Volume 71

Linking Hydroacoustics with Simple Optical Groundtruthing for the Assessment of Spawning Aggregations: A Case Study with Nassau Grouper (Epinephelus striatus)

Jack P. Egerton;Andrew F. Johnson;Lewis Le Vay;Croy M. McCoy;Brice X. Semmens;Scott A. Heppell;John R. Turner
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Date: November, 2018

Pages: 213-214

Event: Proceedings of the Seventy Annual Gulf and Caribbean Fisheries Institute

City: San Andres Island

Country: Colombia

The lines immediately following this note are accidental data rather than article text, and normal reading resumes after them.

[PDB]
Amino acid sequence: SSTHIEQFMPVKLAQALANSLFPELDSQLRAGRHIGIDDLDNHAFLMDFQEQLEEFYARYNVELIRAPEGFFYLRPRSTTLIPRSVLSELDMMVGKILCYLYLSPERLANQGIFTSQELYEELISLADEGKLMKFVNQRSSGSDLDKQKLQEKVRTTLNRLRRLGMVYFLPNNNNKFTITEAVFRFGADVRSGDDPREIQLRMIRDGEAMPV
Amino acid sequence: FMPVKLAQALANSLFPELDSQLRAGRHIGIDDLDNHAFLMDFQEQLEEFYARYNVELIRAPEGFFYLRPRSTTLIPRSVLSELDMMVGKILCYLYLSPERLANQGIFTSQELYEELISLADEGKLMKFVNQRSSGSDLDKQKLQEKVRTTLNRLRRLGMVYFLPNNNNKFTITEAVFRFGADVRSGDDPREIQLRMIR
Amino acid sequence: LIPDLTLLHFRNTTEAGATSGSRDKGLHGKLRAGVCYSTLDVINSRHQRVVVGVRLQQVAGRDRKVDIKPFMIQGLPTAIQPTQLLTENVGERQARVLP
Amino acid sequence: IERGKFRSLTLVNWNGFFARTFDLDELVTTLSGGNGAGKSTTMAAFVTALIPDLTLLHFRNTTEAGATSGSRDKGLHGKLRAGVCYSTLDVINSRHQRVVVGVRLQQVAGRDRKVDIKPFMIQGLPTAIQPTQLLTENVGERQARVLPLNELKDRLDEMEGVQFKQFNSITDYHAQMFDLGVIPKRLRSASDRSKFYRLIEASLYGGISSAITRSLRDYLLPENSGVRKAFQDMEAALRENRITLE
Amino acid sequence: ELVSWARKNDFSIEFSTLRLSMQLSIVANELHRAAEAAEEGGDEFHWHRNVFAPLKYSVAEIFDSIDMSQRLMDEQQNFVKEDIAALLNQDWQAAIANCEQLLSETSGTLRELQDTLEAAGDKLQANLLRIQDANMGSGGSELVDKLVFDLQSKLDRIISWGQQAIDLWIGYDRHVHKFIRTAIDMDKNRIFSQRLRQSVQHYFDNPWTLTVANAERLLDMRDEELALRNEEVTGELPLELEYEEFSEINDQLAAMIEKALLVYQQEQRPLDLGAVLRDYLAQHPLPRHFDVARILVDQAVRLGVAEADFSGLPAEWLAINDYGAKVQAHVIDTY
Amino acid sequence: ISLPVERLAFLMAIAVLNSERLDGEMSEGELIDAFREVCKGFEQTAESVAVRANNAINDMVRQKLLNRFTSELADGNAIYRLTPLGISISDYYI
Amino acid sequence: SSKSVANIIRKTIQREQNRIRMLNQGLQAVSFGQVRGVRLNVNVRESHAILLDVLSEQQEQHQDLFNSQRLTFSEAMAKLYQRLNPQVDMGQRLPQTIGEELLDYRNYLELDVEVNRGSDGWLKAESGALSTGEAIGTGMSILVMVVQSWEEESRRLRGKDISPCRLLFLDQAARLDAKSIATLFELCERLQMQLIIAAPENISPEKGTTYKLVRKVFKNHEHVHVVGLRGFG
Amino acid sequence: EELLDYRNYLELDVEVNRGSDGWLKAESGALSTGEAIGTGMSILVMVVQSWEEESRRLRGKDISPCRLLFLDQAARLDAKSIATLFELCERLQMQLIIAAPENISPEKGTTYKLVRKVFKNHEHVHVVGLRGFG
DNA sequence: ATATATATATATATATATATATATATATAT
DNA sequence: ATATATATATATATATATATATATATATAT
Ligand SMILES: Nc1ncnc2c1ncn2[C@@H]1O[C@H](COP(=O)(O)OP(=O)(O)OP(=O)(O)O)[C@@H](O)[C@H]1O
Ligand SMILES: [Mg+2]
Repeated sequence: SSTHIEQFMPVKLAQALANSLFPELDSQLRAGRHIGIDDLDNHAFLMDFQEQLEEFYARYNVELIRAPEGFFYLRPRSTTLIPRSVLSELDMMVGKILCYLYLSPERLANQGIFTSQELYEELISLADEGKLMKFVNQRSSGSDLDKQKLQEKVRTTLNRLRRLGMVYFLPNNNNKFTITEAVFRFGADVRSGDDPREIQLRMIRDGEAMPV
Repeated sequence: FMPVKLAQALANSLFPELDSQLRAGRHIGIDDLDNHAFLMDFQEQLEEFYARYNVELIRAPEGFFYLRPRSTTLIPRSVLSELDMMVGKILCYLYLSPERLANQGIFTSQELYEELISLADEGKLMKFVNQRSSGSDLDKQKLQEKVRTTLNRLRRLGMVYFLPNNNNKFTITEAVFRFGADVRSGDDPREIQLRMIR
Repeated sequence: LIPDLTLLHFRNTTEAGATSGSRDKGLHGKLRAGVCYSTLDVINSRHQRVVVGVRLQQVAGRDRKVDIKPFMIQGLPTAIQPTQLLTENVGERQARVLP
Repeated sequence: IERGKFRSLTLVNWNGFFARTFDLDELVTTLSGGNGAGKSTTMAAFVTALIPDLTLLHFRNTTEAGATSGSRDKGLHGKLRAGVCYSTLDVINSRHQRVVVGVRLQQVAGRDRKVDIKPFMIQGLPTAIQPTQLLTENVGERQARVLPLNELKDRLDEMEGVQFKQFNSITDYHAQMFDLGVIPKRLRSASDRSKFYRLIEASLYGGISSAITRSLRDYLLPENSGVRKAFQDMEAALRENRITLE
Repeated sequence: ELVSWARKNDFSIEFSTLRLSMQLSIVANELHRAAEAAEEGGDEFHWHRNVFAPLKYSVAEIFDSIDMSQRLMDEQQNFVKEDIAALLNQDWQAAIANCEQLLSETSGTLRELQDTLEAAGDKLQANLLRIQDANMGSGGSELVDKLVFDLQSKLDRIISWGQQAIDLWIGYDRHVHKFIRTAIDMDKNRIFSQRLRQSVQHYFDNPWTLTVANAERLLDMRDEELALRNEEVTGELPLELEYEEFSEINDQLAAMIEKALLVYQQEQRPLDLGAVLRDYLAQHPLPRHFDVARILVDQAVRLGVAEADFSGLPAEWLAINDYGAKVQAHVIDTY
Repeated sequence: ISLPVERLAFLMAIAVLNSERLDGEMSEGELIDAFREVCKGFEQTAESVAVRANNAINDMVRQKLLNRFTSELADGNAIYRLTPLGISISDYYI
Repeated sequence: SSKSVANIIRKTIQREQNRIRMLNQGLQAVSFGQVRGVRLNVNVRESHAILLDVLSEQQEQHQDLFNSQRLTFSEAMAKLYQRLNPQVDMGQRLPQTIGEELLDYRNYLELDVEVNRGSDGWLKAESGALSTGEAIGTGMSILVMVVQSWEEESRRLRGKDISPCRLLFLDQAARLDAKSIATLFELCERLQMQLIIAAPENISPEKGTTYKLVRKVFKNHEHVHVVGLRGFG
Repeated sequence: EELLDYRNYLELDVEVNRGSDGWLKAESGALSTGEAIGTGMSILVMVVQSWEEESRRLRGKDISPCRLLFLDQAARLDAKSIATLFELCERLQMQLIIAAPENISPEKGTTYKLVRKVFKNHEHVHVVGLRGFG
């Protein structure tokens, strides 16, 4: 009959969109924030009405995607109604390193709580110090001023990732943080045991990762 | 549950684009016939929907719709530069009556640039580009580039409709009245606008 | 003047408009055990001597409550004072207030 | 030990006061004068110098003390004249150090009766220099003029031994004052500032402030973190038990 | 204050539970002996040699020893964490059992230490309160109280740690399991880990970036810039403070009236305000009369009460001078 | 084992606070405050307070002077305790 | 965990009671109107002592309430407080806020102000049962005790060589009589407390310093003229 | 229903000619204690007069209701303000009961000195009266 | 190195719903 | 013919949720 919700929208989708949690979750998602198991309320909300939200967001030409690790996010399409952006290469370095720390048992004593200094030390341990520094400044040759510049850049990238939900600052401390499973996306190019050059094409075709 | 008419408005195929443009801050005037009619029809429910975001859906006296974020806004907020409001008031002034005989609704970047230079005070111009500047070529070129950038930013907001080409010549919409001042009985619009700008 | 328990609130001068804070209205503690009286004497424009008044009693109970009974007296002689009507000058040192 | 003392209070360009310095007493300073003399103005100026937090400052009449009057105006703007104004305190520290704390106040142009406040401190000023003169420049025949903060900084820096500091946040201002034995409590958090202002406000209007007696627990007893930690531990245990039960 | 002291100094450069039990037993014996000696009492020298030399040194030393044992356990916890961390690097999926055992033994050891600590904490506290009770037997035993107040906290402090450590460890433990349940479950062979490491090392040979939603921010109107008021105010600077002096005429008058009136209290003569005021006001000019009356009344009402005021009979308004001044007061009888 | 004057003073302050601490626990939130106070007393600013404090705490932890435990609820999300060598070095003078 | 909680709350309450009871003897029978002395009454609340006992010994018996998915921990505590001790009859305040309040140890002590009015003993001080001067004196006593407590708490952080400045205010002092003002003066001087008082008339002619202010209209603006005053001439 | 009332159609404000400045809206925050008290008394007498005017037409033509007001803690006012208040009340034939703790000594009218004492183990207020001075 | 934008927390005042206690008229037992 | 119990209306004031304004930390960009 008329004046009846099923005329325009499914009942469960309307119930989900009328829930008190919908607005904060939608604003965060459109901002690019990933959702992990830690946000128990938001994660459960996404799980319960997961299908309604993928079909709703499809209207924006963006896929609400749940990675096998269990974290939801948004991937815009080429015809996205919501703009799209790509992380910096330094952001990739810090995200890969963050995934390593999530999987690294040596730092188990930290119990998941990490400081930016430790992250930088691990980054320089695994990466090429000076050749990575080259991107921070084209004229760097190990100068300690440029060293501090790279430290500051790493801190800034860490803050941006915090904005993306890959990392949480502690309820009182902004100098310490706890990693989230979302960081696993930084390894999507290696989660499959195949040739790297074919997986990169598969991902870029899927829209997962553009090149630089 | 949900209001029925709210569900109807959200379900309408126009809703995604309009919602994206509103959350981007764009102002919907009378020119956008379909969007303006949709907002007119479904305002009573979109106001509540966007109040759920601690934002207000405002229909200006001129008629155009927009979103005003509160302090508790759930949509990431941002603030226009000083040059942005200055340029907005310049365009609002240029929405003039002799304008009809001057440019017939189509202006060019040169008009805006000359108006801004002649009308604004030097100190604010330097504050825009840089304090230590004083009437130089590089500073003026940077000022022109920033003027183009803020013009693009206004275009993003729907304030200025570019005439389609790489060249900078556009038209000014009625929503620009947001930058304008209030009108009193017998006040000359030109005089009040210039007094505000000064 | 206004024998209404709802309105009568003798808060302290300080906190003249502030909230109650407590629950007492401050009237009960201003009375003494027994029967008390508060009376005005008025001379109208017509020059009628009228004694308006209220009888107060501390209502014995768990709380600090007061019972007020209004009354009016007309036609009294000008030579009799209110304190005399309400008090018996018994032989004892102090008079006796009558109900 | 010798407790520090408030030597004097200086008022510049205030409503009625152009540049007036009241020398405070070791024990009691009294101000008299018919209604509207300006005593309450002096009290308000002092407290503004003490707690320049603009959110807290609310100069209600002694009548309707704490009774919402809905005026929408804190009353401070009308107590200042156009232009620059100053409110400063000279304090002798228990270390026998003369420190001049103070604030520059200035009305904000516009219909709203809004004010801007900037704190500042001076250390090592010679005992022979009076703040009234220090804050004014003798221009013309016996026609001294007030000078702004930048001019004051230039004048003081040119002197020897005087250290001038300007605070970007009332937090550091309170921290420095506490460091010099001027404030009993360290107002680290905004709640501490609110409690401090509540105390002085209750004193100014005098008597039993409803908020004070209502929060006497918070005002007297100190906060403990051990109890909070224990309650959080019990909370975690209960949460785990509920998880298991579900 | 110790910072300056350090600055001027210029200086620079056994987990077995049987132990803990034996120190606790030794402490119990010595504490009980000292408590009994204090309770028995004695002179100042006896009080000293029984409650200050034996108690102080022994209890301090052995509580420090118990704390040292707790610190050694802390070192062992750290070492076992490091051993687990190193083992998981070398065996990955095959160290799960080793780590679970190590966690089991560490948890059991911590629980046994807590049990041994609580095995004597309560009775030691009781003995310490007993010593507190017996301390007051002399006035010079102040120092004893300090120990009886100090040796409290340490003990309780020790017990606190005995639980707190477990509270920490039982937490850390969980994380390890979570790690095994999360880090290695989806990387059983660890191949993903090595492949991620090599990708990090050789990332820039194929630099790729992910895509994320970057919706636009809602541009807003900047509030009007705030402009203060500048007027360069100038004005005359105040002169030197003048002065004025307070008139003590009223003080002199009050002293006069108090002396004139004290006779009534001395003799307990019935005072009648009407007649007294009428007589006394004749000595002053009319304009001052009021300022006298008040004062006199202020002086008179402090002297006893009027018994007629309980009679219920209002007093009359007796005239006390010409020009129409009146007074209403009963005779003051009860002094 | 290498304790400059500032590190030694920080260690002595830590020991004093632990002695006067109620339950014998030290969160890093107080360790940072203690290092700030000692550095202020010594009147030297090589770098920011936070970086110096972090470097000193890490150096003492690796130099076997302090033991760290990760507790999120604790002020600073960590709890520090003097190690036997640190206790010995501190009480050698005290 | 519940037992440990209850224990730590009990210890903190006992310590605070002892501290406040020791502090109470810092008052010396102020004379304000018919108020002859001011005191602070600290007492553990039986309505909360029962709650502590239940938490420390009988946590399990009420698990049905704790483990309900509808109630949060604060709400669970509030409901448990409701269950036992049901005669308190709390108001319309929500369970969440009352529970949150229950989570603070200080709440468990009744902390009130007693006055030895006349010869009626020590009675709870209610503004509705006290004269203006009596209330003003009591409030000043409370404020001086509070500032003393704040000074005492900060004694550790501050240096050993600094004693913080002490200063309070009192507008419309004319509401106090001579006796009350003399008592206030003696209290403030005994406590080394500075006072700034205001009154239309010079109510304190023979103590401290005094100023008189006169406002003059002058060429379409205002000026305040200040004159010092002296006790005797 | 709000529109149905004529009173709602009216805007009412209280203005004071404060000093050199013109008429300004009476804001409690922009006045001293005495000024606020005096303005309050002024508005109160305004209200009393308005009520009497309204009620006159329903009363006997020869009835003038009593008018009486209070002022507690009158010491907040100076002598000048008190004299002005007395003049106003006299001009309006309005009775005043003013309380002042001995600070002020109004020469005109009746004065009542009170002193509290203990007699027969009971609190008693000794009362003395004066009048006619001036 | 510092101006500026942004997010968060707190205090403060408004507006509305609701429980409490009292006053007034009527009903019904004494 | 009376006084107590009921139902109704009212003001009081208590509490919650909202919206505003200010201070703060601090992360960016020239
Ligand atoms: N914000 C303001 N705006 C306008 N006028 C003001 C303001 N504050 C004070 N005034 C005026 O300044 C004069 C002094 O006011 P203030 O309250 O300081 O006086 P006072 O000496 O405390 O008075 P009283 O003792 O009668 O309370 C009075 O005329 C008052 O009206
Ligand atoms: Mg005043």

Fish spawning aggregations (FSAs) are vital life-history events that need to be monitored to determine the health of aggregating populations; this is especially true of the endangered Nassau grouper (Epinephelus striatus). Hydroacoustics were used to locate Nassau grouper FSAs at sites on the west end of Little Cayman (LCW), and east ends of Grand Cayman (GCE) and Cayman Brac (CBE). Fish abundance and biomass at each FSA were estimated via echo integration and FSA extent. Acoustic mean fish abundance estimates on the FSA at LCW did not differ significantly from concurrent SCUBA estimates. Mean fish densities were significantly higher at LCW than at the other sites. We investigate different acoustic post processing options to obtain target strength (TS), and we examine the different TS to total length (TL) formulas available. The SCUBA surveys also provided measures of TL through the use of laser callipers allowing development of an in situ TS to TL formula for Nassau grouper at the LCW FSA. Application of this formula revealed mean fish TL was significantly higher at LCW than GCE, but not CBE. Use of the empirical TS to TL formula resulted in underestimation of fish length in comparison with diver measurements, highlighting the benefits of secondary length data and deriving specific TS to TL formulas for each population. FSA location examined with reference to seasonal marine protected areas (Designated Grouper Spawning Areas) showed FSAs were partially outside these areas at GCE and very close to the boundary at CBE. As FSAs often occur at the limits of safe diving operations, hydroacoustic technology provides an alternative method to monitor and inform future management of aggregating fish species.

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